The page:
PRIVACY HELPS BOTH SIDES IN A SEXUAL ASSAULT INVESTIGATION
July 18, 2014
When it comes to a sexual assault allegation, privacy is of the utmost concern — for both parties. In the event of a conviction, a criminal defendant may face a felony on his or her record and mandatory sex offender registration. In addition, there may be federal rules addressing sexual harassment.
Yet not all sex crime allegations may be founded in fact. Even DNA or other evidence obtained from the scene of the alleged crime can be tainted. For that reason, condemnation by public opinion should be avoided. The proper forum for the parties to present their case is a court of law.
In the case of a sexual assault allegation on a college campus, a recent story illustrates that school administrators may prefer to handle the matter internally, rather than involving local police officials. Yet even in that forum, it is important for an accused to be represented by an experienced criminal defense attorney.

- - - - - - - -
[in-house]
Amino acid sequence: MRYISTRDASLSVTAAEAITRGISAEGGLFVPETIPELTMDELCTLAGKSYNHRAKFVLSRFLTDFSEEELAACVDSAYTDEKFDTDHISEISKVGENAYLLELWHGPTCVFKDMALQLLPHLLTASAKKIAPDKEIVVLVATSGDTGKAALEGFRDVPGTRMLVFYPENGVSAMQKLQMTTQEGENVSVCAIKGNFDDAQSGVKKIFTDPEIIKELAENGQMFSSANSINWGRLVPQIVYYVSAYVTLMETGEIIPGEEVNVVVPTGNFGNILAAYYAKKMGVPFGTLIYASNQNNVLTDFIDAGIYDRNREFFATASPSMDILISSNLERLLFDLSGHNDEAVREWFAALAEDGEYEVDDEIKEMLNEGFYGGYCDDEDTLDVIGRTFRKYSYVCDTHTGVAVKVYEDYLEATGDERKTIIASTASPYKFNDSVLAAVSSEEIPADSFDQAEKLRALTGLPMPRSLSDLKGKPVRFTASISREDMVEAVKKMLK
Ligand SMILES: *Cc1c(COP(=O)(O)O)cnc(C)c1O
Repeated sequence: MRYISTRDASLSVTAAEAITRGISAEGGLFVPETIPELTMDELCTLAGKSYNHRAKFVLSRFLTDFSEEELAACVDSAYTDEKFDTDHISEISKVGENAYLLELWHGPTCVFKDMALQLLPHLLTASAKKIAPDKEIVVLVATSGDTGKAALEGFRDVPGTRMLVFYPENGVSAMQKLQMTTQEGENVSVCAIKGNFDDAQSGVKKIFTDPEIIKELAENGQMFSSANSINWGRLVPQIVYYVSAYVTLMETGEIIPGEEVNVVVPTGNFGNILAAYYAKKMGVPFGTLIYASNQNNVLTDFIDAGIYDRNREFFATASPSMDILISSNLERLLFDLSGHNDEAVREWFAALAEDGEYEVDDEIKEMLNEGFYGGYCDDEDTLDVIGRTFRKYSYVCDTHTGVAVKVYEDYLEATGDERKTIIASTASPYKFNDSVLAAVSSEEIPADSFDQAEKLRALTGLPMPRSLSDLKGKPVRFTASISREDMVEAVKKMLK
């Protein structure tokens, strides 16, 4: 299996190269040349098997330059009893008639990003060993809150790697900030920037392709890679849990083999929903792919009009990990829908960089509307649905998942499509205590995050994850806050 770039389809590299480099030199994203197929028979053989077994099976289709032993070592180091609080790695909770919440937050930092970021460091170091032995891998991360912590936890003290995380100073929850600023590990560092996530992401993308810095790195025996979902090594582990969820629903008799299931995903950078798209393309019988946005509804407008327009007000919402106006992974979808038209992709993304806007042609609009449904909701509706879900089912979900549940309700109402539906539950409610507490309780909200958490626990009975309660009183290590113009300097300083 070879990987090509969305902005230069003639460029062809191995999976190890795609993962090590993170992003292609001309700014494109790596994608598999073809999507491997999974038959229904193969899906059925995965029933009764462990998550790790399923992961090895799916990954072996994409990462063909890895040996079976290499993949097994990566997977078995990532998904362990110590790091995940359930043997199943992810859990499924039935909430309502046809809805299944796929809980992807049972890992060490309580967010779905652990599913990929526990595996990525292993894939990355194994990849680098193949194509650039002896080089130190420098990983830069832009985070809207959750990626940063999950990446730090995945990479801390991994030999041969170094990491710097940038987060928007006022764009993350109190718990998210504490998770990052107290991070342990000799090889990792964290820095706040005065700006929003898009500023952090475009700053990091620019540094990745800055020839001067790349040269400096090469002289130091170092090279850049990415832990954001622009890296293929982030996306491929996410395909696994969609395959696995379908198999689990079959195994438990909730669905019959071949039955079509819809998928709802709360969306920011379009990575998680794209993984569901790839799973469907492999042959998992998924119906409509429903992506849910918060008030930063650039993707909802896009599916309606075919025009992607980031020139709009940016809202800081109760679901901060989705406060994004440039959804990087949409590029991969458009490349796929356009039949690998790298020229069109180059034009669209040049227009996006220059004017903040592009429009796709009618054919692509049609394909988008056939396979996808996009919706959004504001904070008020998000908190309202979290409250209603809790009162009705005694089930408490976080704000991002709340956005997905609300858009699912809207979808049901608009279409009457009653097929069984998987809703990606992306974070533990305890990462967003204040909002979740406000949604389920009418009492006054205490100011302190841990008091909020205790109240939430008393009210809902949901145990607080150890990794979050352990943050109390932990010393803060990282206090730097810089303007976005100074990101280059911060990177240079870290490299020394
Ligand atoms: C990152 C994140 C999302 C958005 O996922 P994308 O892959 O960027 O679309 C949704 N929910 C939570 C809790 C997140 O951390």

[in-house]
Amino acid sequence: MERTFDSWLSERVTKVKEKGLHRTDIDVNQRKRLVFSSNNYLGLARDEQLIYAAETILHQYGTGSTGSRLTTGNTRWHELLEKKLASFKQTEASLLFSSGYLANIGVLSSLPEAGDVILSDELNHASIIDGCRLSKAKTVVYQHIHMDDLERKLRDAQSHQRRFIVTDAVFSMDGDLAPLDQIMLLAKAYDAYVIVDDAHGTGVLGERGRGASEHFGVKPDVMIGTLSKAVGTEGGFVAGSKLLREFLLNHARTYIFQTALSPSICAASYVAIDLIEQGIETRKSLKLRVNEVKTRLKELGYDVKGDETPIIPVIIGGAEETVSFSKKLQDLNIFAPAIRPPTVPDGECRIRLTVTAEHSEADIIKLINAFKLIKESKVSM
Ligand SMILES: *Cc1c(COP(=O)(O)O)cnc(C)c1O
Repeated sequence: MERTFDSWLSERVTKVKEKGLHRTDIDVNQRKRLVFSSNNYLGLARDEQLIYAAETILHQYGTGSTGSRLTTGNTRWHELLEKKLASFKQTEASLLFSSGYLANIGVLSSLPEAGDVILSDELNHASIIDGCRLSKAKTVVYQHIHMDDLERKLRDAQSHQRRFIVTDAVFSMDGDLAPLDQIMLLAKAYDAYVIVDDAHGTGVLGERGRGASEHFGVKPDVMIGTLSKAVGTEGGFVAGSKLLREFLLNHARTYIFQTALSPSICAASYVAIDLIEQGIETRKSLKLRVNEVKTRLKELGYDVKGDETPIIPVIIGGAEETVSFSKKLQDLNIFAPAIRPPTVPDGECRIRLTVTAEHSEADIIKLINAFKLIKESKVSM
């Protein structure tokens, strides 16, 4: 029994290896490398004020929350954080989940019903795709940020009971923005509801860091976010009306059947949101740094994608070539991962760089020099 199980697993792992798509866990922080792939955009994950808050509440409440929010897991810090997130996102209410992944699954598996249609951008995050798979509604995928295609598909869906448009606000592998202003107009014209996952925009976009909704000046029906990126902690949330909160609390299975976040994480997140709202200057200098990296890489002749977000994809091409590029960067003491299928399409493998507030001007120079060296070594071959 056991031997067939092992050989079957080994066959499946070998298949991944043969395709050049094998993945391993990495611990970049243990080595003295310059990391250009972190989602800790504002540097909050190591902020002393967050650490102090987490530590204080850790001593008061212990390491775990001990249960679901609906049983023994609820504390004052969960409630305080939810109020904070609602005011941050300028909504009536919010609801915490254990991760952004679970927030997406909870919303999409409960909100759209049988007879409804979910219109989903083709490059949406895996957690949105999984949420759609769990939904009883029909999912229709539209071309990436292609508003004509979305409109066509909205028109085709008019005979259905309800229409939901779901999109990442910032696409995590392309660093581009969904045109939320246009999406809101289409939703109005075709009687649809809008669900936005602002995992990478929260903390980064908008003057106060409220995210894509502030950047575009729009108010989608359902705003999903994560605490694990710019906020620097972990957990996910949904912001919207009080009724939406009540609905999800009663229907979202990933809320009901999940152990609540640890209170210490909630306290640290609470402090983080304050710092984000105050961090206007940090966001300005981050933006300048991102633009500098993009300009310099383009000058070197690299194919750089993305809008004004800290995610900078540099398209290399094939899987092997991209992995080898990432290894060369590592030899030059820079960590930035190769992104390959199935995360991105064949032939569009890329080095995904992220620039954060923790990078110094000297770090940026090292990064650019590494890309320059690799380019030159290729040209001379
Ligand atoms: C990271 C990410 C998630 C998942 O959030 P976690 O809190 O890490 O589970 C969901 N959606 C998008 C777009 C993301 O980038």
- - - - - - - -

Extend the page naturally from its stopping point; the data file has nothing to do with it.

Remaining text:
For example, if alcohol was involved, a defense attorney may inquire about witness accounts of any interaction between the accused and the alleged victim. An attorney can investigate the context, possibly uncovering evidence that the incident was not reported truthfully. If there was a delay between the alleged incident and the time it was reported to authorities, an attorney may also investigate those circumstances.
With so much at stake, it is important for an attorney to ensure that proper investigative procedures were followed in the gathering of any forensic or testimonial evidence. An attorney can also hold prosecutors to their burden of proving guilt beyond a reasonable doubt.
Source: The New York Times, “Reporting Rape, and Wishing She Hadn’t,” Walt Bogdanich, July 12, 2014